Meet Emmet Reilly
Hometown: Los Angeles, CA
College: College of Agriculture and Life Science
Major: Information Science
Affiliations: Sigma Phi
Earlier this year, rising senior, Emmet Reilly developed a non-profit along with college students from other university's across the country to help close the gap in food insecurity during the pandemic. Read more about Emmet, his work with FarmLink, and his Cornell experience below.
"During my time at Cornell I have seen myself become more positive, more open to growth, and more empathetic towards myself and others. Like many Cornell students, I've found myself forced to learn how to manage my time better, yet I've also developed ways to schedule my life more around what makes me happy - which these days usually involves friends, family, and good food.
The FarmLink Project is a not-for-profit grassroots movement that connects farms with food banks to feed thousands in need while supporting essential jobs. We fundraise externally to acquire surplus produce from farms and suppliers and pay transportation costs to deliver fresh food to food banks in need. In just three months, and over 100 volunteers later, Farmlink has donated over 5,000,00 pounds of food to food banks in over 25 states.
Studying at Cornell - an institution founded on the principles of 'any person any study' - has given me the clarity, motivation, and education necessary to feel like I can help enact change for the better in the world. I have personally developed relationships with people that have a diverse range of life experiences, which have helped me develop a deeper understanding of my place within the world and my privilege. The acknowledgment of this privilege, coupled with what I learn in my classes, has instilled a desire to learn and be open to helping others with all that I have been given. I believe these factors, among many others, drew me to help with Farmlink and has motivated many of my life decisions thus far.
I’ve learned two very important lessons throughout my time with Farmlink. First, nobody can change the world alone. It takes a shared mission amongst many likeminded people to enact change for the better. For Farmlink, it all started with just a few friends and the mission of linking one farm with one food bank. Now, with the help of over 100 college and high school volunteers, Farmlink has delivered over 5,000,000 pounds of food across 29 states. The work accomplished by everyone at Farmlink may not have happened if it remained this small initial group of friends. Second, the power of college students and the youth is something that should not be underestimated. I believe, as college students, we are in many ways a strong but underestimated voice in society, and as Cornelians, we have the opportunity to enact change amongst our community, which could set an example for the world at large. I hope to bring these two sentiments back with me to Cornell to inspire others to help make a change on our campus that can last much longer after the class of 2021 has graduated.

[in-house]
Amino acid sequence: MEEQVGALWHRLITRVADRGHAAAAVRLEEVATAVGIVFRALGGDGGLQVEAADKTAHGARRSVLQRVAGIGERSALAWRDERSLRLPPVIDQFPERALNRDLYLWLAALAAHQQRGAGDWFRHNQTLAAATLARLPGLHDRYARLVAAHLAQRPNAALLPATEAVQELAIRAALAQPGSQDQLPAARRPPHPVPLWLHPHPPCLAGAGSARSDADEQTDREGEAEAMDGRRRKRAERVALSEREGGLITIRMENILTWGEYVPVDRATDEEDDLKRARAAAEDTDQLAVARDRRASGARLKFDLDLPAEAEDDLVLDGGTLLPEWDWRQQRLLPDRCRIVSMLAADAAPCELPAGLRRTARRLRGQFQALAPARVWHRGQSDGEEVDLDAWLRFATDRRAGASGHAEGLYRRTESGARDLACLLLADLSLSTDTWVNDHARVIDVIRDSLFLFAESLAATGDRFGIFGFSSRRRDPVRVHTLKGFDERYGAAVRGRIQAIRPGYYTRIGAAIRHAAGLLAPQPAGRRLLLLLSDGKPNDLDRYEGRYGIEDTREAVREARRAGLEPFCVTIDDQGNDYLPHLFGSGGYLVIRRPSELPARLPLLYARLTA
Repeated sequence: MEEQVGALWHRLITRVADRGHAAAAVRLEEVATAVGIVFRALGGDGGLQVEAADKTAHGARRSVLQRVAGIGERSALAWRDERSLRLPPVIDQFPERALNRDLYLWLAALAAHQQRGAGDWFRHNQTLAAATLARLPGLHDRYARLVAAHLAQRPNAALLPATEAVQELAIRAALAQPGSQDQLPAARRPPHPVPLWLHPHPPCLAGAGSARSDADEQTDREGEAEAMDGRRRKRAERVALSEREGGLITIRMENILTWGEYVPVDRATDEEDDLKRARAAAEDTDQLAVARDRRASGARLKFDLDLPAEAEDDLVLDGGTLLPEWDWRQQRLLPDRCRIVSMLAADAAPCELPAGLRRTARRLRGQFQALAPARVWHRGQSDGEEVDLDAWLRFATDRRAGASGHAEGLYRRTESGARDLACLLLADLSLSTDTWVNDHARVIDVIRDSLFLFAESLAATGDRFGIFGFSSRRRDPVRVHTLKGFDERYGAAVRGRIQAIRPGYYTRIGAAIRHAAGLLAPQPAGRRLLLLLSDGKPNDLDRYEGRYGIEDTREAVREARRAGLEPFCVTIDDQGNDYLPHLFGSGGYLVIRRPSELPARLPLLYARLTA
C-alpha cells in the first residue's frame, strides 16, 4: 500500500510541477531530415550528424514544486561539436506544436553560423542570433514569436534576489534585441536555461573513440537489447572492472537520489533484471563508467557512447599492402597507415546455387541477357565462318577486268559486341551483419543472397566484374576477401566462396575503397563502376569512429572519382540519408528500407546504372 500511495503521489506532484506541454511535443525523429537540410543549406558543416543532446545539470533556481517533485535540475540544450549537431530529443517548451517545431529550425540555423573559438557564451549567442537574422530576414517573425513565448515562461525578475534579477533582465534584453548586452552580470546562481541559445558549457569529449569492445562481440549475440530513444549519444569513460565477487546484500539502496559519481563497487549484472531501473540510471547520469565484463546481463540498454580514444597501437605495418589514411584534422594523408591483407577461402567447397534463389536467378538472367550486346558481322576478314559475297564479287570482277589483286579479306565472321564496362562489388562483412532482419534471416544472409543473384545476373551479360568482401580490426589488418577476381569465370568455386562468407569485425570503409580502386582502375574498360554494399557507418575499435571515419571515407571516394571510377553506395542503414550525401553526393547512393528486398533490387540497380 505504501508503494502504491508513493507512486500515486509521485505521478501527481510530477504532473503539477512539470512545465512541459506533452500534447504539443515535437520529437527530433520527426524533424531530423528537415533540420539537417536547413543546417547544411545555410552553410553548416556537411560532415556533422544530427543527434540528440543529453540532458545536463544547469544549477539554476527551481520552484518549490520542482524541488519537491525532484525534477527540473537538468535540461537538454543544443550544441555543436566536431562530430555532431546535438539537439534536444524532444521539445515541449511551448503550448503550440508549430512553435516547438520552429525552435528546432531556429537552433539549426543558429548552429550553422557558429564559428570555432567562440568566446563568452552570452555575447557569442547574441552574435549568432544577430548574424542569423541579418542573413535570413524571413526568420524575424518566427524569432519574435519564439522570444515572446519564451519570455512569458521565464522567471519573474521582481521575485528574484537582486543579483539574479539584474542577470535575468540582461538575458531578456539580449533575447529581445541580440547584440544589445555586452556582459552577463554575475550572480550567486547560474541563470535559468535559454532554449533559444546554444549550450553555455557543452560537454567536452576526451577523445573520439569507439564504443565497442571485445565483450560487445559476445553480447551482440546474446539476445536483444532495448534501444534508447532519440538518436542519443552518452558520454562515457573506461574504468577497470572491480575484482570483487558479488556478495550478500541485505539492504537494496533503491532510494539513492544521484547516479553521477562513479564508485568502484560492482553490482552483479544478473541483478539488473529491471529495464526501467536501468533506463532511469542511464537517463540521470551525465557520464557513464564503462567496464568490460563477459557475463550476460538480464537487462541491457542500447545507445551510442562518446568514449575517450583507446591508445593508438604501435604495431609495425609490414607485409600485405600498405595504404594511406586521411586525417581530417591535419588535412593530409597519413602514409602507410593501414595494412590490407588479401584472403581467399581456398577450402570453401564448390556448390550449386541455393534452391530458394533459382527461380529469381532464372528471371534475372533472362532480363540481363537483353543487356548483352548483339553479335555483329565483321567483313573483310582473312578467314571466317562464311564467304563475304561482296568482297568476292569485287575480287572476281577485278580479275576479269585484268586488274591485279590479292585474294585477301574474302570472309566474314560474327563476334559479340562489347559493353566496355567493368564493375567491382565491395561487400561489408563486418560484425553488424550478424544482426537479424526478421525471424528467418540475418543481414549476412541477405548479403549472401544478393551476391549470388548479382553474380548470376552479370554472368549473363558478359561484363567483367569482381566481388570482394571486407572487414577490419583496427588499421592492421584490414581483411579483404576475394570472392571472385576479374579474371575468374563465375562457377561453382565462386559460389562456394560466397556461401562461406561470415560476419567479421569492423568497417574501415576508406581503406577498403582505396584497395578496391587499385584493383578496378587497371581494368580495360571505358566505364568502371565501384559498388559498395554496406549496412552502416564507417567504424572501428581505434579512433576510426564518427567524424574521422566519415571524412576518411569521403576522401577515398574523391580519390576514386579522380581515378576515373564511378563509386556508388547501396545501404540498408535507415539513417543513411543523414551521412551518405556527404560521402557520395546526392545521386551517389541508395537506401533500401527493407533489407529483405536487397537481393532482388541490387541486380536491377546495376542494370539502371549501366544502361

My sophomore summer I received acceptance into Life Changing Labs, a summer incubator on Cornell’s campus. During my summer, I worked on my first startup, InServe, a platform that connects student volunteers to community service opportunities around them based on their interests and location. Aside from getting to experience Cornell during the summertime, which gave me a new appreciation for the campus, it was through this program that I got to experience the joy of using the resources Cornell provides and my education for good. Cornell provided me with a platform and a support system to take risks with my own endeavors, and I will never forget the lessons I learned, the sleepless nights, and the people I met.
One of the great things about Cornell is that it is a place that prides itself on its diversity of education. Walking from one end of campus to the other, you will find yourself happening upon multiple quads that each distinctly have their own aura, disciplines, and fields of study.
Additionally, you can be in a room with 5 of your friends, and each person is studying something completely different. It is this opportunity to learn a diverse set of subjects from the best faculty in the world and the transparency into all the various fields offered that have inspired me throughout my Cornell experience.In my second semester sophomore year, I decided to change majors to Information Science, even though I wasn’t sure if I would graduate in time. Yet, because of my awareness of what Cornell has to offer, I found the courage to study something I felt passionate about, which I don’t think is always the case.
Looking back to my first day at Cornell, I would tell myself: Don’t be afraid to start being true to yourself. As scary as it may seem, the second you stop trying to be someone you're not is the second that you let the world accept you for who you are. From my experience, I think Cornell is a place that embraces individuality. Yet, to be accepted, you have to take the vulnerable leap of faith that is being true to yourself, regardless of the fear of being judged by others. Everybody can find their home at Cornell irrespective of their differences, and if I knew this at the beginning of my Cornell journey, it would have saved me a lot of confusion.